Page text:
IT’S BEEN 13 years since Samara first terrorised Naomi Watts on screen.
And with the latter no longer attached to the series, one might ask why after such a long hiatus (at least from a western audience point of view) should we revisit Samara’s tale.
Pending the film’s success, Paramount were keen to replicate the success that Paranormal Activity delivered to the box office and plans were considered to potentially have annual stories that delved further into the Ring franchise.
It does hinge on the success of this movie me whether or not there was still a hunger to see Samara inflict her virus on the world once more.
Being a fan of the original movie by Hideo Nakata I find that I am always drawn to the series to see how it pans out.
There have been a mixture of successes and failures among them and I was intrigued by the premise of this latest venture.
Namely that that virus itself will transfer using modern technology, computer files etc and that it would mutate with a shortened life expectancy of its victims from five days of being infected and Samara’s inevitable visit being whittled down to just two.
This amplifying the expediency, drama and tension.
It looked promising and all it needs is a strong plot line to make this a strong candidate for making a great film.
So let’s dissect that a little further and look at the story development as it unfolds.
Firstly, we’re thrust straight into the action, when two victims are travelling on an airline flight as deadline approaches.
Cue panic and disarray as they try to out run Samara within the confines of an airline cabin.
Let’s face it, it ain’t gonna happen and within the blink of an eye the plane crashes along with the characters who contracted the virus.
Samara is back and a whole new generation of souls are gonna be her victims.
The story then picks up with our lead protagonist, Julia, played by Italian model, Matilda Lutz.
Matilda certainly has the looks to keep you engaged and just about has enough acting chops to stick with her character arc.
It picks up with her boyfriend Holt, who goes off to college and their relationship becomes estranged as he pulls away from her.
It’s only when Julia receives a manic call from Skye demanding to know Holt’s whereabouts that Julia is compelled to find out what’s going on.
As she tumbles further down the well of curiosity, Julia encounters a college professor, Gabriel, who has set up something of an experiment after initially watching the cursed video and then employing a group of students to watch, copy, and then pass on the virus.
The group is known as ‘The Sevens’ is possibly the most enlightening aspect of the movie and the concept of each participant needing a ‘tail’ to pass on the virus had an element of an old school spy thriller to it, which would have been interesting to see that explore further.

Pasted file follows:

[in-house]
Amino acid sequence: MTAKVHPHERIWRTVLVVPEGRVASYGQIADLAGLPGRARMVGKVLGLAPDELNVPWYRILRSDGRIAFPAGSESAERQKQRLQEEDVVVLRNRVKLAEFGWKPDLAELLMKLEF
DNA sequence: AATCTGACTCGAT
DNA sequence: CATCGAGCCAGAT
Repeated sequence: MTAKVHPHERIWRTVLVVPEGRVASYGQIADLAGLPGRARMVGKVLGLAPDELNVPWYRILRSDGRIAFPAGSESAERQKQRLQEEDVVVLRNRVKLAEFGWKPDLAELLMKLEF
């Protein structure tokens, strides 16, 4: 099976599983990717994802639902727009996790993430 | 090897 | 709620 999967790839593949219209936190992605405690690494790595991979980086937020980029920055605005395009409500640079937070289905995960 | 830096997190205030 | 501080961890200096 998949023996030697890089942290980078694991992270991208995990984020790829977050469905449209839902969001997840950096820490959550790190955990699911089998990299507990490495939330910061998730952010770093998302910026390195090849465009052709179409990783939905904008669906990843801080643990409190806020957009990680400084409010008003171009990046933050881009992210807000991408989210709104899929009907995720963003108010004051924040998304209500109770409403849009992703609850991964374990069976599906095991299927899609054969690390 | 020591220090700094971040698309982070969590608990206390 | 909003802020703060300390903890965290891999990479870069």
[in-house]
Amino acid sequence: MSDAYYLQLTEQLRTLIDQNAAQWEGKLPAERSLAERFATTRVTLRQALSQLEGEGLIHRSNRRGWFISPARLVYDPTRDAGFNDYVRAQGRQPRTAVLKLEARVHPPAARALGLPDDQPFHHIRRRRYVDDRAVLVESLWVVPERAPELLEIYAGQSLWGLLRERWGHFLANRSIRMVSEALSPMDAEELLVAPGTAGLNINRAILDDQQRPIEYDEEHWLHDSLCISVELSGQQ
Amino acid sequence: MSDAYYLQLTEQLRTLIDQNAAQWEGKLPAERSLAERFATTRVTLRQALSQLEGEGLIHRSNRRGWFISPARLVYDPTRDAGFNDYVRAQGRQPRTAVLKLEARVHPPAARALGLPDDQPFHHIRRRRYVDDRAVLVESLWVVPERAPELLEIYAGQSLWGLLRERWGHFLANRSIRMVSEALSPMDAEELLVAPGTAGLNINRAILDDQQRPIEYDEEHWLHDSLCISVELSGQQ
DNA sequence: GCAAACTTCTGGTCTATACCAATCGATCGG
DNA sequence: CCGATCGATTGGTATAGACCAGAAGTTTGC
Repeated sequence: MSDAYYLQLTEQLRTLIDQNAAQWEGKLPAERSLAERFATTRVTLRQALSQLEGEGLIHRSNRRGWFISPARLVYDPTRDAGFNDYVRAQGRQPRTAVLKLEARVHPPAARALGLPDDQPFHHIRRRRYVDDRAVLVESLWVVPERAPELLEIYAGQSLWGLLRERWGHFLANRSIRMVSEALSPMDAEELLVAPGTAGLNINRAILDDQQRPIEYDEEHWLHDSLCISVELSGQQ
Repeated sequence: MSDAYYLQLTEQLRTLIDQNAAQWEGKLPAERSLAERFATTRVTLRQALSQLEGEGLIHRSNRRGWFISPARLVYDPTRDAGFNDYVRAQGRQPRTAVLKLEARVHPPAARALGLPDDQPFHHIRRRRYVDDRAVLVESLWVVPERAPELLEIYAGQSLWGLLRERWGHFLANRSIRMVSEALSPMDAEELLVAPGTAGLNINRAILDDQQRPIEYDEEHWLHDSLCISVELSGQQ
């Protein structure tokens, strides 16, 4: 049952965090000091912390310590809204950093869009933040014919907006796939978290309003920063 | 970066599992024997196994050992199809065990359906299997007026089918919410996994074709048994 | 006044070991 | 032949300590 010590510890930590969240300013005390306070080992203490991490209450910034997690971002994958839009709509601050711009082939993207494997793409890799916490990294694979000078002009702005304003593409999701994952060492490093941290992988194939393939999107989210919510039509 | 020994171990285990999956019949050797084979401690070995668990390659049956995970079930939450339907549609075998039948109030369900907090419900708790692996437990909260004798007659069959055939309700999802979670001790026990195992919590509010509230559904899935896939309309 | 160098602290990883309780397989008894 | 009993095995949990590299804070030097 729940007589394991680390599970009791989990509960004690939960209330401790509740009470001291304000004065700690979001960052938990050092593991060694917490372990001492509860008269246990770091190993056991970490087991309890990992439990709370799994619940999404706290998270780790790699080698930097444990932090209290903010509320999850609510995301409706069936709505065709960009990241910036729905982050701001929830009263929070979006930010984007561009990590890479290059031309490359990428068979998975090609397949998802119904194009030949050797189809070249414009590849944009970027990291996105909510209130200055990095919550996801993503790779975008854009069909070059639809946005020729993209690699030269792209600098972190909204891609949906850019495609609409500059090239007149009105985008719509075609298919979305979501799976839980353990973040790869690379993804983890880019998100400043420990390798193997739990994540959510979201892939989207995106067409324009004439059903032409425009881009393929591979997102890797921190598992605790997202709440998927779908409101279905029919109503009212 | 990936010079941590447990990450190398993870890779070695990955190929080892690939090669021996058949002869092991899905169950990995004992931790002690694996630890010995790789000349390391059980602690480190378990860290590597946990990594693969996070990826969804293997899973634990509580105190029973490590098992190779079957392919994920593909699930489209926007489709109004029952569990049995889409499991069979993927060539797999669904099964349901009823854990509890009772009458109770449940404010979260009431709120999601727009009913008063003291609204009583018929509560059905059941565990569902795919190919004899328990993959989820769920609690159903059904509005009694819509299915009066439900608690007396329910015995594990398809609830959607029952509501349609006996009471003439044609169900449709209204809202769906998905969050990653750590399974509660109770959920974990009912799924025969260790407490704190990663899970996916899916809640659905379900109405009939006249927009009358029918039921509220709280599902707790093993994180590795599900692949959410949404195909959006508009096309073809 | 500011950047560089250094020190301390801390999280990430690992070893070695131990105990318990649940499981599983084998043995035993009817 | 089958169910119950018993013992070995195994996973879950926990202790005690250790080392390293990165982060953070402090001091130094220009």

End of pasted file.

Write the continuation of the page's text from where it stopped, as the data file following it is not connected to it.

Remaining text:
As it is though, we’re propelled forward when Julia goes to Skye’s apartment, who’s deadline is fast approaching and she tries to force Julia to watch the video, fails, thanks to Holt’s intervention and Julia witnesses Skye’s demise at the hands of Samara.
When Julia leans that Holt’s life is on the line, she watched the said curse video file, only to ignite a whole new can of worms as the virus transforms.
There is a hidden file within the file that are Easter eggs or breadcrumbs that Julia must now follow in order to find Samara’s corpse and find a final resting place and end the curse.
The problem with the movie is that whilst it tries to focus a and shift the Ring horror movie into a modern world it needs to expand the universe.
So much focus lands on this that it loses the impact and mystery that surrounded the original.
There are rules upon rules that need to be discovered and inevitably broken and the tension that is supposed to be ramping up just gets lost in its own ether.
There are loose threads that try to tie it back to the novels by Koji Suzuki, particularly around the middle novel in the trilogy, Spiral and the notion of rebirth that plays out in the film’s conclusion.
Essentially though, the film tries to ground itself in the land of Samara and it ticks along nicely enough to keep you engaged, but there’s not enough to keep you hooked and make a difference to the genre resulting in a misfire.
The Samara scares are slim and that’s what people pay to see.
It’s all very well to build tension, but the film even lacks these elements to gain enough momentum to reach a decent scare factor.
Ultimately Rings is watchable, but not unmissable as a result.